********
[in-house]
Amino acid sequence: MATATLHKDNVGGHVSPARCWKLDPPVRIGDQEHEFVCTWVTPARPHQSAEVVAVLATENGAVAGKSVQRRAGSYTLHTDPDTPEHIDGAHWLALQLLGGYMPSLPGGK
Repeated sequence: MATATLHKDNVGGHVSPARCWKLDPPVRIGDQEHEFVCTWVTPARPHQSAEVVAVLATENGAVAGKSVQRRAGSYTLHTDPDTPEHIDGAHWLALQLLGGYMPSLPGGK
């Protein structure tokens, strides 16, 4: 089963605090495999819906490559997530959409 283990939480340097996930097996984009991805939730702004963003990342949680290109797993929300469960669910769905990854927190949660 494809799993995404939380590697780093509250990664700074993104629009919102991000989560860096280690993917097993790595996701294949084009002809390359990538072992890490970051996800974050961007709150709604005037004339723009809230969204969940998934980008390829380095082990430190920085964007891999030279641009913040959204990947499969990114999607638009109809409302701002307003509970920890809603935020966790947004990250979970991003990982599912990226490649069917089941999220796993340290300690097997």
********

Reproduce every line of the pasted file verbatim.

[in-house]
Amino acid sequence: MATATLHKDNVGGHVSPARCWKLDPPVRIGDQEHEFVCTWVTPARPHQSAEVVAVLATENGAVAGKSVQRRAGSYTLHTDPDTPEHIDGAHWLALQLLGGYMPSLPGGK
Repeated sequence: MATATLHKDNVGGHVSPARCWKLDPPVRIGDQEHEFVCTWVTPARPHQSAEVVAVLATENGAVAGKSVQRRAGSYTLHTDPDTPEHIDGAHWLALQLLGGYMPSLPGGK
């Protein structure tokens, strides 16, 4: 089963605090495999819906490559997530959409 283990939480340097996930097996984009991805939730702004963003990342949680290109797993929300469960669910769905990854927190949660 494809799993995404939380590697780093509250990664700074993104629009919102991000989560860096280690993917097993790595996701294949084009002809390359990538072992890490970051996800974050961007709150709604005037004339723009809230969204969940998934980008390829380095082990430190920085964007891999030279641009913040959204990947499969990114999607638009109809409302701002307003509970920890809603935020966790947004990250979970991003990982599912990226490649069917089941999220796993340290300690097997």